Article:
EVERY SATURDAY MORNING we take a look at all the best comments left on the site by our readers over the past seven days.
This week there was a lot of talk about water restrictions, property prices, driving licences, same-sex marriage, school holidays and Labour woes.
So here, in no particular order, are the standout comments from the week that was.
The top 5 articles which received the most comments this week
2. Irish man considers joining British army to pull family out of poverty (253 comments)
Some of the best comments left on the site this week
(AP/Press Association Images)
The venomous false widow spider has been causing a few problems across the water, so readers helpfully sent in their photos of possible sightings in Ireland. Stephen Doyle had some questions he wanted answered:
How do these foreign spiders just waltz through immigration without a passport and get free homes from the social welfare. Sure I seen one driving a taxi the other night, hadn’t a clue were she was going
Steven’ how on earth do you know it was a “she”? :)
Says she’s a widow
I’ve broken bones. Had dislocations.
None can be remembered so vividly as the pain of a broken heart nearly 30 years ago.
It’s real. You do get over it.
Terrible joke of the week (blame Fran Heavey for this). Context: This comment was in response to someone who said Pope Francis seems like a very nice pope:
You might even say…….he’s very pope-ular……..hahahahahahahahahahahahahahahahahahahahahahahahahahahahahahah….sorry………i’m just gonna red thumb myself now……….and then my comment as well
Readers were divided over whether the president of the TCD Students’ Union deserves to be voted out of his job after acknowledging publicly that he cheated in an exam when he had depression. Two interesting viewpoints on this one – first up, Ignoreland:
Those supporting him saying “it’s not a capital offence” or “give him a break” need to look at this case and then at the standards Irish people get from their politicians in general. We’re so tolerant of corruption or people acting like “cute hoors”. If we want the best leaders we have to hold them to account when they fall short. He’s attempted to cheat the system that he’s now supposed to have input into: that’s wrong. He should have resigned rather than face impeachment and in that way try and show some respect for the office he was elected to.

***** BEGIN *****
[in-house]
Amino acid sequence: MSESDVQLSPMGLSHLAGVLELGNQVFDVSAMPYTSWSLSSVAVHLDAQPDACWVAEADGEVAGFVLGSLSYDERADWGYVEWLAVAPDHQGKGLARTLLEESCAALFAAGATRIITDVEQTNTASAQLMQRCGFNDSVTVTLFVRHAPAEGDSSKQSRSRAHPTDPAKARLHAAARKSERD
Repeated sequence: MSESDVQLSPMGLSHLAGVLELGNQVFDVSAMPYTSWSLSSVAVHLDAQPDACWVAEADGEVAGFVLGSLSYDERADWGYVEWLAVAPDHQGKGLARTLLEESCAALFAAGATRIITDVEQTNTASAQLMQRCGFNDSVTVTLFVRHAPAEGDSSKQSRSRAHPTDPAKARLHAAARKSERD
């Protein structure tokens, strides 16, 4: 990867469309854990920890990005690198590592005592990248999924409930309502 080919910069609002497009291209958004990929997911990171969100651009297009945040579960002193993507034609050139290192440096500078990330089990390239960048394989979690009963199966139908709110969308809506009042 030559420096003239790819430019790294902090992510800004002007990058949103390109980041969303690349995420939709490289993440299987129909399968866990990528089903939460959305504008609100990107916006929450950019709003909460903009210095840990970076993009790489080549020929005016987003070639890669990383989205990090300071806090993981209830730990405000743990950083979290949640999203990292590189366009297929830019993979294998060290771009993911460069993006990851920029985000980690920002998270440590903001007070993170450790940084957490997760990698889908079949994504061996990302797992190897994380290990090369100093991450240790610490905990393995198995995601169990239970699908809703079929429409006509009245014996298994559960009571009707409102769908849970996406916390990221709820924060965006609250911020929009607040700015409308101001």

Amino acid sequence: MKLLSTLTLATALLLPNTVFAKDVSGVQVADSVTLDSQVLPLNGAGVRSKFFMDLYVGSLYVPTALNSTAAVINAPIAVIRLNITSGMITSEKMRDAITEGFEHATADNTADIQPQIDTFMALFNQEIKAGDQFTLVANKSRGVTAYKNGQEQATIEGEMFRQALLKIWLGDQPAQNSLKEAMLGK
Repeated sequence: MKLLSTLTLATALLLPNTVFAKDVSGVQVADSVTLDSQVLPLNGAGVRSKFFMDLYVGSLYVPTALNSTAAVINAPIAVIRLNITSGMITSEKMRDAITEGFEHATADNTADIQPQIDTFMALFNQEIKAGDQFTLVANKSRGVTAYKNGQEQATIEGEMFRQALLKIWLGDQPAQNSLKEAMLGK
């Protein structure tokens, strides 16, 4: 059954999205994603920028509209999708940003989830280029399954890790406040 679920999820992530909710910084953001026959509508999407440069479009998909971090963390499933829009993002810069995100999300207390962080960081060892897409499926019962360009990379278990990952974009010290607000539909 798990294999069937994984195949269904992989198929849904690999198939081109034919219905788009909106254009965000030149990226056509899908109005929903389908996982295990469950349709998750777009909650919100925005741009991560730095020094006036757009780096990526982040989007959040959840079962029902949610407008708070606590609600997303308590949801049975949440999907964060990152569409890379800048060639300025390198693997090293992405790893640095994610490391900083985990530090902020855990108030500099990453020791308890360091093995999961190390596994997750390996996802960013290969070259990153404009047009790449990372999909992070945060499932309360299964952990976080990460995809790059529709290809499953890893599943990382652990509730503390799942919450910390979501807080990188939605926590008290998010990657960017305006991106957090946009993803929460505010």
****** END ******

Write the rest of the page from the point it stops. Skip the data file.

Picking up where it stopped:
And on the other side of the argument, Moe Moran:
There are, on this thread, so many rational ideas of what should and shouldn’t have been done by this young man in May, it’s truly inspiring. Unfortunately, Mr Lenihan suffers from severe depression, something he made clear while campaigning, and did not have the faculties to execute such rational thought at the time. Indeed an argument could be made that he should not have been sitting exams in those conditions seeing as the authorities were aware of his illness. He did not invent the illness on the radio as some sort of get-out clause, it was the central plank of his campaign for office. He campaigned on the promise to try to raise awareness and understanding of mental health issues and you advocate removing him simply because you have a poor understanding of mental health issues. How very Irish. With these attitudes, it’s no wonder people like Niall Donoghue and countless other young males “who have nothing to be depressed about” have been losing the battle. Grow up and see the bigger picture. This isn’t a debate on morals, it’s a debate on what ability non-sufferers have to empathise with sufferers; and it’s a debate on how much non-sufferers really want to.
Long comment but a good one. A number of famous Irish people have given interviews talking about what it like to have depression. Paul Kealy explained what it was like for him, and how things are slowly changing: